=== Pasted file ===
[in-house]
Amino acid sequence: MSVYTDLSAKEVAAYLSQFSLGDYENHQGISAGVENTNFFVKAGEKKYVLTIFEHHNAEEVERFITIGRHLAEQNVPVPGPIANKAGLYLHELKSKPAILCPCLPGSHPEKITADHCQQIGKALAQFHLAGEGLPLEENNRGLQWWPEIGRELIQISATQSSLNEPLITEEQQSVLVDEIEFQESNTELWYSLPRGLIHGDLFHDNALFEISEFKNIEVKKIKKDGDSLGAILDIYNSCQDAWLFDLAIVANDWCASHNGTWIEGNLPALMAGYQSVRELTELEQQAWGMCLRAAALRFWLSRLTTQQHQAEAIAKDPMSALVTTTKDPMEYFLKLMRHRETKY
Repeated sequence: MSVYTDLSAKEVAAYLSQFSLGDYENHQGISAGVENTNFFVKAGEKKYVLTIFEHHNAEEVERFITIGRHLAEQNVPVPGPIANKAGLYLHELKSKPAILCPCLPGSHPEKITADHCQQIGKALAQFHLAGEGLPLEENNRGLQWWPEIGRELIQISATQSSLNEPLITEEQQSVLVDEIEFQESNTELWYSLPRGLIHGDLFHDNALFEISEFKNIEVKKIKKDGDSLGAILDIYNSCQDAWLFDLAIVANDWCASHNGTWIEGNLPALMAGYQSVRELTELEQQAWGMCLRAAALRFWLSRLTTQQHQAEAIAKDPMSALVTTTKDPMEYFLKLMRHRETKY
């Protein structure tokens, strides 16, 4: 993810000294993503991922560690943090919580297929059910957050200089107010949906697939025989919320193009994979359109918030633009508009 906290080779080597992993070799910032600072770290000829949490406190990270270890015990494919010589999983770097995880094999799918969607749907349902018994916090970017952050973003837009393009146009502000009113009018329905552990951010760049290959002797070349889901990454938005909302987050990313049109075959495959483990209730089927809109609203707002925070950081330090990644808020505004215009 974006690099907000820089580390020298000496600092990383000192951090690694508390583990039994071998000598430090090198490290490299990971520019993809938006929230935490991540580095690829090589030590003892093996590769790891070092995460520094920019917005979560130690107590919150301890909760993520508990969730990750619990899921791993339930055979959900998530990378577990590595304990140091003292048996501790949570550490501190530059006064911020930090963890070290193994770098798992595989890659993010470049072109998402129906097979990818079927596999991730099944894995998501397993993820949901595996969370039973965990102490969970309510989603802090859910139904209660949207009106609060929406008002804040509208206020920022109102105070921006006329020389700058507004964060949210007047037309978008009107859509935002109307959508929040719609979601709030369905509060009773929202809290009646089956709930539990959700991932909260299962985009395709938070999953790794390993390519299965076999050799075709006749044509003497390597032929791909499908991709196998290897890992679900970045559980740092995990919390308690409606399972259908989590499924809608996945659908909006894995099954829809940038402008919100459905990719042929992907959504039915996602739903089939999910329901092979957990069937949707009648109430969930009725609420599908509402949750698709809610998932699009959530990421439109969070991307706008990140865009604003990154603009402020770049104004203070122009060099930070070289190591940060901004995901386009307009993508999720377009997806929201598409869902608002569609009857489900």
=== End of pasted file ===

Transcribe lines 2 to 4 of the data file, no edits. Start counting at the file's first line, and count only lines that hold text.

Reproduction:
Amino acid sequence: MSVYTDLSAKEVAAYLSQFSLGDYENHQGISAGVENTNFFVKAGEKKYVLTIFEHHNAEEVERFITIGRHLAEQNVPVPGPIANKAGLYLHELKSKPAILCPCLPGSHPEKITADHCQQIGKALAQFHLAGEGLPLEENNRGLQWWPEIGRELIQISATQSSLNEPLITEEQQSVLVDEIEFQESNTELWYSLPRGLIHGDLFHDNALFEISEFKNIEVKKIKKDGDSLGAILDIYNSCQDAWLFDLAIVANDWCASHNGTWIEGNLPALMAGYQSVRELTELEQQAWGMCLRAAALRFWLSRLTTQQHQAEAIAKDPMSALVTTTKDPMEYFLKLMRHRETKY
Repeated sequence: MSVYTDLSAKEVAAYLSQFSLGDYENHQGISAGVENTNFFVKAGEKKYVLTIFEHHNAEEVERFITIGRHLAEQNVPVPGPIANKAGLYLHELKSKPAILCPCLPGSHPEKITADHCQQIGKALAQFHLAGEGLPLEENNRGLQWWPEIGRELIQISATQSSLNEPLITEEQQSVLVDEIEFQESNTELWYSLPRGLIHGDLFHDNALFEISEFKNIEVKKIKKDGDSLGAILDIYNSCQDAWLFDLAIVANDWCASHNGTWIEGNLPALMAGYQSVRELTELEQQAWGMCLRAAALRFWLSRLTTQQHQAEAIAKDPMSALVTTTKDPMEYFLKLMRHRETKY
């Protein structure tokens, strides 16, 4: 993810000294993503991922560690943090919580297929059910957050200089107010949906697939025989919320193009994979359109918030633009508009 906290080779080597992993070799910032600072770290000829949490406190990270270890015990494919010589999983770097995880094999799918969607749907349902018994916090970017952050973003837009393009146009502000009113009018329905552990951010760049290959002797070349889901990454938005909302987050990313049109075959495959483990209730089927809109609203707002925070950081330090990644808020505004215009 974006690099907000820089580390020298000496600092990383000192951090690694508390583990039994071998000598430090090198490290490299990971520019993809938006929230935490991540580095690829090589030590003892093996590769790891070092995460520094920019917005979560130690107590919150301890909760993520508990969730990750619990899921791993339930055979959900998530990378577990590595304990140091003292048996501790949570550490501190530059006064911020930090963890070290193994770098798992595989890659993010470049072109998402129906097979990818079927596999991730099944894995998501397993993820949901595996969370039973965990102490969970309510989603802090859910139904209660949207009106609060929406008002804040509208206020920022109102105070921006006329020389700058507004964060949210007047037309978008009107859509935002109307959508929040719609979601709030369905509060009773929202809290009646089956709930539990959700991932909260299962985009395709938070999953790794390993390519299965076999050799075709006749044509003497390597032929791909499908991709196998290897890992679900970045559980740092995990919390308690409606399972259908989590499924809608996945659908909006894995099954829809940038402008919100459905990719042929992907959504039915996602739903089939999910329901092979957990069937949707009648109430969930009725609420599908509402949750698709809610998932699009959530990421439109969070991307706008990140865009604003990154603009402020770049104004203070122009060099930070070289190591940060901004995901386009307009993508999720377009997806929201598409869902608002569609009857489900």